This letter was written by a person incarcerated at Susanville.
Or whoever else it may concern, today I received your letter regarding your PrisonPandemic Project at UC Irvine. I’ll respond and hope it helps you, but I must say I found it irritating that I’m on a public list. That’s what I get for being so damn interesting, huh? Well here goes.
My experience starting in November 2019 before anybody even knew what COVID-19 was, including myself. This sickness was spreading around the yard and it was kicking a lot of asses. I was drained. My body constantly ached. I had a screaming headache.
I was hacking up a lot of neon green mucus and had a hard time breathing. I have nasal polyps that swelled up and cracked my nose shut, and they were cracking and bleeding. I saw the doctor and was put on penicillin because the assumption was nasal infection. I was then required to keep going to my vocational automatics course.
I don’t blame CDCR because COVID-19 was still unknown, but felt I deserved a little slack. I obviously had something wrong with me! I remember if any incident when I was drained and falling asleep at my desk. Other inmates started telling me, “Get up! Get up!” I look up feeling very groggy and see a correctional officer standing in front of me.
I promise you that the fat [redacted] looked just like Peter Griffin from the Family Guy cartoons. Then he proceeded to make fun of me, “Woo hoo! Someone partied hard last night.” I’m so damn gorgeous and Peter Griffin was there with the audacity to make fun of me! Wow! Still strikes me funny. You had to be there!
Even when I got over the sickness, my nasal polyps were still very swollen. I went to the doctor complaining about them, she said that I didn’t have enough time for surgery. Then she looked in my nostrils and said, “Woah! Those need to come out!” Yeah, yeah. My sentiments exactly. I was then referred to an ear, nose and throat specialist.
He prescribed me a steroid to bring down inflammation and it helped tremendously. Soon after cutting off the pill, the polyps swelled back up and I then tried the steroid shot. The effect helped as well, but did not last nearly as long as it should have either. Upon return, the specialist approved surgery. I was happy.
After that, things started to look up. I took my certification test in automatics and passed. I was also about to be moved into an honor dorm with less people, cleaner, and quieter. Then everything fell through. CDCR decided to stop all movement to slow the spread, but at first it wasn’t working. They started mandatory testing and as they found positive tests, they were moved into isolation dorms.
I really don’t think that helps anything. All that I saw come out of the move was no more honor dorms, it got messed up for me. What really helped in my opinion was when they started releasing people early. They still had positive cases, but far less. During the time frame of July 2020 and November 2020 I had two positive tests but never felt sick.
Immunity to the virus had already been built up when I got sick November of 2019. By the way, I know it was COVID-19 before we realized there was such a thing, because of information one of the correctional officers told us one morning during breakfast. He told us COVID-19 already had gone through their prison, he wasn’t concerned.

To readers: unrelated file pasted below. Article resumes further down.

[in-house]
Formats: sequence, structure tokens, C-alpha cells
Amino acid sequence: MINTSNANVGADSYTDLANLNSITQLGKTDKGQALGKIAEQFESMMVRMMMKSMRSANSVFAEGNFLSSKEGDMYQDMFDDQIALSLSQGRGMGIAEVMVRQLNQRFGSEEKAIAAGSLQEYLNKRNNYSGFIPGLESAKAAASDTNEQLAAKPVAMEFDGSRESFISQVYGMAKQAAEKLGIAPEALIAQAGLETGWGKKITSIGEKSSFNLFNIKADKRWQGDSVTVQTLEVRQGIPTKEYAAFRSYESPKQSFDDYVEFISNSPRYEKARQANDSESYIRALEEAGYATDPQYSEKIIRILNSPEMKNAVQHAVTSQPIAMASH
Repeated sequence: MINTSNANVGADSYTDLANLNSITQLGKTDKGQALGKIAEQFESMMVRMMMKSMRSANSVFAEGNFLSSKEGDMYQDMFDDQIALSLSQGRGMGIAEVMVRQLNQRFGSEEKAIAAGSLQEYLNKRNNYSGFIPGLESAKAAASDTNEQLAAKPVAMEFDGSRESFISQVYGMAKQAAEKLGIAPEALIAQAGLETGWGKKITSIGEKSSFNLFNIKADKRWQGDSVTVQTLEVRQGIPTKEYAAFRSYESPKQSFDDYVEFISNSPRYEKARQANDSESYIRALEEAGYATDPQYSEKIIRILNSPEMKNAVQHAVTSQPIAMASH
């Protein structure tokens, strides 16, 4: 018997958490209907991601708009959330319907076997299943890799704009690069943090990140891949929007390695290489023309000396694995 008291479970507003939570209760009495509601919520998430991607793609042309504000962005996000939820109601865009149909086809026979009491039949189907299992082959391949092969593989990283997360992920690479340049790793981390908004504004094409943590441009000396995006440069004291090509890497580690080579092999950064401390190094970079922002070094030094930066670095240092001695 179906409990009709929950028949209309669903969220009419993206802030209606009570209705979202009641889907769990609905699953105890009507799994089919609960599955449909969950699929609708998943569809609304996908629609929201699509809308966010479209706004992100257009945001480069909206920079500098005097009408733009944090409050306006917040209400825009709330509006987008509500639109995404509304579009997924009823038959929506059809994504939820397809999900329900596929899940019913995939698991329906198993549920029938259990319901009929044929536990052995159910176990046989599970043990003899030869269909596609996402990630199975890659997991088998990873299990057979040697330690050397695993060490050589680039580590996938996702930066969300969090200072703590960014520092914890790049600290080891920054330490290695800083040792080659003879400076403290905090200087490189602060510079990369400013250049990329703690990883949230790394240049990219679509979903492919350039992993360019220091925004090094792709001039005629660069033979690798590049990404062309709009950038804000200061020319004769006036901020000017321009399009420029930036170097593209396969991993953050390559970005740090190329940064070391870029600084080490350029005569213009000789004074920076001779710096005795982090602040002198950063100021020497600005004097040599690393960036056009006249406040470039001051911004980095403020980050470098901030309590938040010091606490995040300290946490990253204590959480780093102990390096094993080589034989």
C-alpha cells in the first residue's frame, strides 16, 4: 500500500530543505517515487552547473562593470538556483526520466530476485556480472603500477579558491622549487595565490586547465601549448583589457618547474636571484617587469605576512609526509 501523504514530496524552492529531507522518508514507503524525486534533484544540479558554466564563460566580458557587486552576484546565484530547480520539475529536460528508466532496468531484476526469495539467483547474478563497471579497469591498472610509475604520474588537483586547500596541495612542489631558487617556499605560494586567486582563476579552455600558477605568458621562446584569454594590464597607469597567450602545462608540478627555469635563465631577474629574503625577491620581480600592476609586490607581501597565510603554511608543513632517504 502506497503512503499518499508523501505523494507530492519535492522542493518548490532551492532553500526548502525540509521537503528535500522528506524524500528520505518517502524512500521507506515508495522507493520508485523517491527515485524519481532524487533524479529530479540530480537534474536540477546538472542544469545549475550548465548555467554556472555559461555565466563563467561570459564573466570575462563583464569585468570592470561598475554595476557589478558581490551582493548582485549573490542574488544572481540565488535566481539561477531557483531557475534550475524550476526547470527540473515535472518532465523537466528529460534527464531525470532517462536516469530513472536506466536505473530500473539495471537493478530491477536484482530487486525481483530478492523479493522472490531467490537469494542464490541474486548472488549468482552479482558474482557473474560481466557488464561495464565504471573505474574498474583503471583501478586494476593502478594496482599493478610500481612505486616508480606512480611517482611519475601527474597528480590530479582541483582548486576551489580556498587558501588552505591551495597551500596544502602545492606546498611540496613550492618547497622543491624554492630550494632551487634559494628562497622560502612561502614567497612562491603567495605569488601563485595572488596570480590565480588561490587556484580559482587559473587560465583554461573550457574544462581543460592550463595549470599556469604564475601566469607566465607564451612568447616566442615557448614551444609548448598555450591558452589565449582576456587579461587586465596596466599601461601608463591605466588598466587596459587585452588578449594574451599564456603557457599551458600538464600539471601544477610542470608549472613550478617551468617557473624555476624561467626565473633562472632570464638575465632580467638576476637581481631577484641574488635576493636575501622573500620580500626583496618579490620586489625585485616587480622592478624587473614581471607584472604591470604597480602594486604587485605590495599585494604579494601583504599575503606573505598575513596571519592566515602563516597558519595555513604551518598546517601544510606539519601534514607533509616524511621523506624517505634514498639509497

The reason being that one of the officers had gone on vacation in China right around the time COVID-19 first hit over there. He had no doubt, and I know he’s right.
I must tell you that although vocation programs and rehabilitation programs were shut down because there was no movement, I was able to enroll in college correspondence. That alone I can be grateful for, I was one of the few people fortunate enough to accomplish anything through the pandemic. For the fall semester of 2020, I earned 84 days off my sentence and my standing is dean’s honors.
I almost have spring semester of 2021 behind me. I’ll be earning 84 more days off my sentence and will retain dean’s honors. I now look onto summer semester 2021. So I’ve been able to fight through the struggle.
However, vocation did try to deny me the auto mechanic certificate I earned due to the pandemic. I filed an appeal, and I want it. Now it’s in my file. I wanted it there because I have a proposition 57 date for non-violent release. My accomplishments look good for that.
During the course of COVID-19, my fire camp program has been cut off. The reason really being because of my nasal polyps as I write this story. I have a medical hold and am forbidden to go to camp until surgery. Today I saw the doctor and he told me to be patient, things are about to open up medically from COVID-19 restrictions.
My surgery will be soon. I hope so. I have just over three and a half years left on my sentence. Fire camp will cut that time in half.
Rehabilitation programs started back up for me about two months ago. I have earned a 10-day time cut from NA, AA, and power up. I am working on a second 10 day time cut. So that’s good. I am working outside the prison grounds as a painter. That’s valuable. Learning a trade. Yes, learning there is more to painting than many people think.
Sure anybody can do it, but the thing there is, are they doing a good job? Technicalities are easily ignored because it seems so simple. How could you mess up painting right? Well, I’m here to tell you there is a procedure. Many procedures. My boss considers me a good painter. But I mess up, believe me. But it is easy to learn. I will master it.
In a way, COVID-19 has been a blessing in disguise. Nasal polyps had me taken off of firefighter duty – I’m learning a good trade. Also if not for COVID-19, I wouldn’t be getting my nasal polyps removed. The Lord works in mysterious ways! I hope my story helps.